Sunday, January 30, 2011

The Savage Dragon/Destroyer Duck #1

Publication date: November, 1996

Written by: Steve Gerber
Penciled by: Chris Marrinan
Inked and edited by: Erik Larsen
Lettered by: Chris Elliopoulos
Colored by: Steve Oliff and Olyoptics


In an alley in New York City, a man trapped in a high-tech suit of armor known only as Specimen Q breaks into a street repair truck to purloin a jackhammer. The Teenage Mutant Ninja Turtles take exception to this and leap down from the rooftops.

Specimen Q, whose dialogue is barely intelligible through the armor, encourages the Turtles to rough him up as much as they possibly can. The Turtles oblige and after a cartoonish battle within a conveniently action-obscuring dust cloud, concede that they cannot so much as put a dent in their foe. Disappointed, Specimen Q tries the jackhammer out on himself, only to break the equipment on his impregnable outfit. Frustrated, he storms off.

Raph bitterly demands they go after their enemy, but Don and Leo talk him out of it, as Specimen Q appears to be less of a villain and more of a victim. Mike simply suggests they head home and grab a brew.

Turtle Tips:

*As the none of the Turtles are disfigured, this story must take place before TMNT (Vol. 3) #1.

*The Turtles will encounter Destroyer Duck again (or appear in the same crowd as him) in The Savage Dragon #41.

*My summary only covers the Turtles’ involvement in the story. The actual plot of the special focuses on Destroyer Duck escaping from his Specimen Q armor and teaming up with Officer Dragon to rescue “Leonard the Duck” from an angry foe and defeat Dr. Brainard, the man who trapped him in the armor in the first place.

*Destroyer Duck was last seen (as Specimen Q) in Image’s Codename: Stryke Force #14. The sequence in which Destroyer Duck rescues “Leonard the Duck” from Homicidal Elf is actually a sly quasi-official crossover with the events of a Marvel comic also written by Gerber, Spider-Man Team-Up #5.


The Savage Dragon/Destroyer Duck #1 is, quite frankly, a fascinating look at the behind the scenes politics of the comic book industry and a story I’d recommend to anyone interested in such a subject.

The issue was basically done as a means for Steve Gerber to take back his creation, Howard the Duck, from Marvel Comics by any means necessary. By cleverly writing the same event into two comics at once (Spider-Man Team-Up #5 and Savage Dragon/Destroyer Duck #1), albeit from two separate perspectives, Gerber successfully managed to sneak his creation back from Marvel’s clutches, albeit in a rather abstract and out-of-the-box manner.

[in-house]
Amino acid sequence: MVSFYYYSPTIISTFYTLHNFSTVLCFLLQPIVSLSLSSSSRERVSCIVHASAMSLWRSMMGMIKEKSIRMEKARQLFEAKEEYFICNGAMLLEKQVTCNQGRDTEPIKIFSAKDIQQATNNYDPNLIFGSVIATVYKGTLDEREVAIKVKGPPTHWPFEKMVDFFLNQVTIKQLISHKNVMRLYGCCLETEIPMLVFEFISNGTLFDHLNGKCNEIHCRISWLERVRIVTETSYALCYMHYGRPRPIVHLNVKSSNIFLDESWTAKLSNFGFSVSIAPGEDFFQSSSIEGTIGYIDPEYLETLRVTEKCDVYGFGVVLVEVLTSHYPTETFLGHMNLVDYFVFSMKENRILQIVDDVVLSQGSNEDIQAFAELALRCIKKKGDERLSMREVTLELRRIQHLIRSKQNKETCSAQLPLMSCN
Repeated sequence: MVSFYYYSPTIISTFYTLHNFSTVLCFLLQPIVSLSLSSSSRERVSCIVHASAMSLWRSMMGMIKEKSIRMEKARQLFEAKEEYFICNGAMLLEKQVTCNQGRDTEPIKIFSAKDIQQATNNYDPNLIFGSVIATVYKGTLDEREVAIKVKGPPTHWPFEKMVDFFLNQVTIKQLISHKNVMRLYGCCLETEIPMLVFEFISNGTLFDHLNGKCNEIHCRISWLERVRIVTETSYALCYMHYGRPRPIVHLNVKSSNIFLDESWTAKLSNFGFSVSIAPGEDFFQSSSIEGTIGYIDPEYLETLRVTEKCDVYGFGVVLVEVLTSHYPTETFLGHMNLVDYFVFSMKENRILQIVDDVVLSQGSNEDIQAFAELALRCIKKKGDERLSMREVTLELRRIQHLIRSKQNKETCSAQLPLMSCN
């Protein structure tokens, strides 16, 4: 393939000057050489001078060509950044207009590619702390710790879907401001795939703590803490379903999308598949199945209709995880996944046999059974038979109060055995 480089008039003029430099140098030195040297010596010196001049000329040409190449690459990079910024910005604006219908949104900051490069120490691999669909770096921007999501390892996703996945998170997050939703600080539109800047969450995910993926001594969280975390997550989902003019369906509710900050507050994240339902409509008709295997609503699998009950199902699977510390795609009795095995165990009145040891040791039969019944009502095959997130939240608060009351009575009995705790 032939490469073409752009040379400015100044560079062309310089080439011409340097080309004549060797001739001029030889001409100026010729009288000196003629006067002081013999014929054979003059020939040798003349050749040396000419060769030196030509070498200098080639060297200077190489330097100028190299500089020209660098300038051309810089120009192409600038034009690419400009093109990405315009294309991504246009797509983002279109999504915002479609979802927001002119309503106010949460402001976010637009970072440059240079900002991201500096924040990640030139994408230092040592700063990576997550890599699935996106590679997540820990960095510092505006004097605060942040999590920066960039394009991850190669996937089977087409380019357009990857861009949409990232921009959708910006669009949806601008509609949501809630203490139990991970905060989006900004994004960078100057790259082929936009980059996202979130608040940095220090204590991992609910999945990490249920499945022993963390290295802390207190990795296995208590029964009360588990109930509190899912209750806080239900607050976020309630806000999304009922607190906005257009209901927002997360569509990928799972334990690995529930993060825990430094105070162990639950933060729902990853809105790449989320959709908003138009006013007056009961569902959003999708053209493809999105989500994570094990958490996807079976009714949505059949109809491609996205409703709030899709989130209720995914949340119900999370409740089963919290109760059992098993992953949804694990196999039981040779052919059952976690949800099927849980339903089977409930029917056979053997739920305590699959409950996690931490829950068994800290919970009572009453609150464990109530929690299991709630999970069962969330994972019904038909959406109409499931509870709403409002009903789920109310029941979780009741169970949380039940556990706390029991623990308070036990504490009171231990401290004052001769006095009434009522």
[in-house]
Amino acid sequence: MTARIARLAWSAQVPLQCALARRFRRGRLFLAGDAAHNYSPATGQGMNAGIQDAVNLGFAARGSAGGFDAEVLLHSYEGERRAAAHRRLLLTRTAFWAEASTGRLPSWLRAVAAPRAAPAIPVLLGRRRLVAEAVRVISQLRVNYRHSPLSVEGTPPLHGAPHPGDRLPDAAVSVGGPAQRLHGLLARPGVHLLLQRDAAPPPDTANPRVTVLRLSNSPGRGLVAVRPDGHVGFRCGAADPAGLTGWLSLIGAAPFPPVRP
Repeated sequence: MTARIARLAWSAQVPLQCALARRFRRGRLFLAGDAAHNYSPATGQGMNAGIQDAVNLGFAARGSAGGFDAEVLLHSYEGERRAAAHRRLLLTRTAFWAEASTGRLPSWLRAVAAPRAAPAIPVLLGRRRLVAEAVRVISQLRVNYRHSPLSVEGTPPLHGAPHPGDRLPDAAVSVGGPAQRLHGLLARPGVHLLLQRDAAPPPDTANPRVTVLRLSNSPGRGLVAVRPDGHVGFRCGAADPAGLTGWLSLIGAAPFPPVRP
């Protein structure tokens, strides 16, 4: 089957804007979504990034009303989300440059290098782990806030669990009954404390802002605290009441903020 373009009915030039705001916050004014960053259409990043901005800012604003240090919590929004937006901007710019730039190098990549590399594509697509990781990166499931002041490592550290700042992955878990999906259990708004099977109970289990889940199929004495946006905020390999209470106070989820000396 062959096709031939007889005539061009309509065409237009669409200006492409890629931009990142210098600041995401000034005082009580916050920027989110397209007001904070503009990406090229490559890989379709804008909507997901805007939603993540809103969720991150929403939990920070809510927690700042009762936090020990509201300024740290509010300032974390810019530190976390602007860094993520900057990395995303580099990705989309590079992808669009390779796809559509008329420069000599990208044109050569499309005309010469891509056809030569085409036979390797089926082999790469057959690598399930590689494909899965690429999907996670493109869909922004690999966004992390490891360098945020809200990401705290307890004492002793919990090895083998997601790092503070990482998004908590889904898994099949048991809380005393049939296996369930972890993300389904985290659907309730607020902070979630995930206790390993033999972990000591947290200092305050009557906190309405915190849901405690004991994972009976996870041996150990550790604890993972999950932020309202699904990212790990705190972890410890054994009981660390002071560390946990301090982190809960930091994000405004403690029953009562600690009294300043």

Spider-Man Team-Up #5 features Howard entering a warehouse fight and leaving with the titular webhead. This comic shows us what really happened, as the “Howard” that left with Spidey was no more than a soulless clone created by the Elf, while the real Howard escaped with Dragon and Destroyer Duck, joining the witness protection program and changing his name to “Leonard” (after a quick dye-job and a pair of glasses for disguise).

It’s a very sly way of sticking it to the corporation that stole his creation and a clever maneuver I applaud Gerber for making. Sure, Marvel remains free to use their “Howard” as much as they want, but all it’ll ever be is a “soulless clone” without Gerber. A not-so-subtle metaphor, sure, but an apt one at any rate.

The issue also featured two editorials, one by Erik Larsen and one by Steve Gerber, both featuring some very unkind words about Marvel and corporate comics in general. Larsen’s turns into a massive advertisement for Image Comics toward the end, as he expounds their integrity when it comes to creator-owned properties. He briefly mentions that they “aren’t perfect”, but quickly brushes that under the rug to continue his advertisement. Todd McFarlane basically trying to steal characters away from Neil Gaiman and tying him up in legal battles for over a decade is treated by Larsen as little more than a “meh”, which I find laughable, as it is a tremendous blemish on Image’s integrity and in direct opposition to their business plan and promise of creator ownership. Not something to just pass up with a “hey, nobody’s perfect”, Larsen.

Gerber’s extended editorial, which is more of a history lesson, is far more interesting, as he describes the trials and tribulations that Marvel put him through in regards to his fight to reclaim Howard, as well as how that battle led to the birth of Destroyer Duck back in the 70s. This puts much of the antics from this issue into perspective if you weren’t already aware of the politics, but doesn’t diminish the entertainment value by “explaining the joke”, either. I think it’s something a lot of comic readers should learn about, especially if they hope to one day “break into” comics, as it illustrates the precarious situation working for corporate comics can be.

Oh, and the Turtles were in this comic, too!

Yeah, I almost forgot all about em. Their participation is completely random and they could easily be swapped out for any guest star from Image’s stable, as they provide nothing more than a brief fight scene to showcase the durability of the Specimen Q armor Destroyer Duck is locked in. There really isn’t a whole lot to say about them beyond that, other than the fact that Chris Marrinan seems to draw them with Erik Larsen’s models.